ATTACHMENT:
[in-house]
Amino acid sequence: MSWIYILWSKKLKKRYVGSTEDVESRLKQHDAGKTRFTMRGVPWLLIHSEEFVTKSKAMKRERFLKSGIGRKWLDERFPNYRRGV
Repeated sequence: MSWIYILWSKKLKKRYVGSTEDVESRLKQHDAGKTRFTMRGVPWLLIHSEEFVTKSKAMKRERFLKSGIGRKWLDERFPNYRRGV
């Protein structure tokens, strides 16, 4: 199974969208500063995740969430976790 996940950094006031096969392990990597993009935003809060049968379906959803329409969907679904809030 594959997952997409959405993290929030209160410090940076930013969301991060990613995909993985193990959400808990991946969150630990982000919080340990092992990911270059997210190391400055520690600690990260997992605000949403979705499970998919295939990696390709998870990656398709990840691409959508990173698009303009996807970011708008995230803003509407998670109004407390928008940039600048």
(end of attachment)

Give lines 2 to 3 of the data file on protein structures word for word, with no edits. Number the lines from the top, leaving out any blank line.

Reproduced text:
Amino acid sequence: MSWIYILWSKKLKKRYVGSTEDVESRLKQHDAGKTRFTMRGVPWLLIHSEEFVTKSKAMKRERFLKSGIGRKWLDERFPNYRRGV
Repeated sequence: MSWIYILWSKKLKKRYVGSTEDVESRLKQHDAGKTRFTMRGVPWLLIHSEEFVTKSKAMKRERFLKSGIGRKWLDERFPNYRRGV